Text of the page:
In this publication: Oil View: OPEC, non-OPEC extended production cut agreement. Euro Macro: Core inflation stabilises at below 1%171130-Global-Daily.pdf (45 KB)
OPEC, non-OPEC extended production cut agreement.
OPEC decided to extend its 1.2 million barrels per day (mb/d) production cut agreement until the end of 2018. This time, also Libya and Nigeria joined the agreement by implementing a cap on its 2017 production levels. In practice the new agreement now runs from January until the end of the year, as it now incorporates Libya and Nigeria. Iran was said to cap production at 3.8 mb/d, which is its current production level. OPEC remains concerned that investments should flow back in the industry to secure enough supply to meet future demand. On top of that, non-OPEC oil producers – led by Russia – agreed to extend their part of the production cut agreement (0,6 mb/d). The market already priced in a 9-month extension of the deal, building the risk of disappointment. That disappointment was found in the possibility of a review of the deal during the next meeting in June. The coalition of oil producers signalled that the production cut is working, and that the market is actually finding an equilibrium. Nevertheless, oil inventories are still elevated and therefore more work needs to be done. By extending the agreement, oil markets will continue to normalize. It is now up to the producers’ level of compliance in 2018 to actually see a further rebalancing. The main risk to this rebalancing trajectory lies in oil producers (OPEC, non-OPEC and US shale oil producers) being tempted to increase production after all against the background of rising oil prices. This is not our base case scenario. Global demand will continue to grow at a moderate pace of 1.5 mb/d. In our view, US shale oil production will not increase enough to fully meet the rise in demand. With the OPEC/non-OPEC production cut agreement in place, this would lead to a further normalizing of US, and global, crude inventories. We expect oil prices to rise further to USD 75/bbl at the end of 2018 for Brent, and USD 70/bbl for WTI. (Hans van Cleef)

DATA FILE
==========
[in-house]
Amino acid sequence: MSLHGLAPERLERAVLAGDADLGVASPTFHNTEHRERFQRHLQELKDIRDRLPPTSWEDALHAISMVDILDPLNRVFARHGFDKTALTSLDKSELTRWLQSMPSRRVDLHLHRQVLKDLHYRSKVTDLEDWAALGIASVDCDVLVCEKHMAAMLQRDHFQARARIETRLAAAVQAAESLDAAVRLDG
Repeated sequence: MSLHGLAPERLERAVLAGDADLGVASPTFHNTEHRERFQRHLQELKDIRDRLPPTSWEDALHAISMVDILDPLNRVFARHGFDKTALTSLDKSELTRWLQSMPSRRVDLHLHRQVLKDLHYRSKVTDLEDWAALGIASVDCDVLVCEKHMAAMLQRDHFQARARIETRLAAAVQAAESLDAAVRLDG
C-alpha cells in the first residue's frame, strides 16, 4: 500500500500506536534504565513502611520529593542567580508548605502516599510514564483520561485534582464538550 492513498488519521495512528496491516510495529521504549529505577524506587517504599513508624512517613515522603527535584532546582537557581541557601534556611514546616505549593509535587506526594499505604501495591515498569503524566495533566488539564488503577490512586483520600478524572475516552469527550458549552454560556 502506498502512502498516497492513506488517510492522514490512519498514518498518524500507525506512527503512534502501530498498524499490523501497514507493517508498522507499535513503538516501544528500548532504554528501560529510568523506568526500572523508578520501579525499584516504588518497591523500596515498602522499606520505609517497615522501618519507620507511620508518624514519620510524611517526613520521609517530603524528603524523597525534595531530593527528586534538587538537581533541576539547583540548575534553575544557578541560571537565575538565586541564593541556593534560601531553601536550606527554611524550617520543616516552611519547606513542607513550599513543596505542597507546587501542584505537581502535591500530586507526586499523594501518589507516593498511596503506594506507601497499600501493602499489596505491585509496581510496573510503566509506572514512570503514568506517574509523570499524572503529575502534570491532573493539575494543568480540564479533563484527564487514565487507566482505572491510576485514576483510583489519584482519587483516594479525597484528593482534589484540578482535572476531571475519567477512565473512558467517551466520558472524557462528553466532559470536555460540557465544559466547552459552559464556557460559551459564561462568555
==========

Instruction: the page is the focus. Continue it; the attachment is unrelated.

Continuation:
Euro Macro: Core inflation stabilises at below 1%
The preliminary estimate for eurozone HICP inflation in November came in below the expectations. Headline inflation increased to 1.5%, up from 1.4% in October, while the core inflation rate (excluding energy, food, alcohol and tobacco) stabilised at 0.9%. The stabilisation of core inflation was particularly surprising as Germany had earlier reported a sharp jump in the inflation rate of package holidays in November. Given the heavy weight of Germany in the eurozone aggregate, this would normally have lifted eurozone services sector price inflation by around 0.1-0.2 pps. However, this component of eurozone inflation stabilised at 1.2% in November, implying that the upward impact of Germany was compensated by other countries. Indeed, underlying inflationary pressures in the eurozone as a whole remain subdued, as there still is slack in the eurozone labour market and wage growth has remained modest. Looking at the other main components of HICP inflation, it turns out that the increase in the headline rate in November was totally due to higher energy price inflation (up to 4.7% from 3.0% in October). Looking further ahead, headline inflation is expected to be volatile in the coming months due to base effects related to energy price inflation. We expect it to dip at the turn of the year before a sharp acceleration in the first half of next year (partly reflecting the uptrend in oil prices we expect – see above). We then see it declining again in the second half of the year. The roller-coaster ride for headline inflation should occur during a period of ongoing rather subdued core inflation. (Aline Schuiling & Nick Kounis)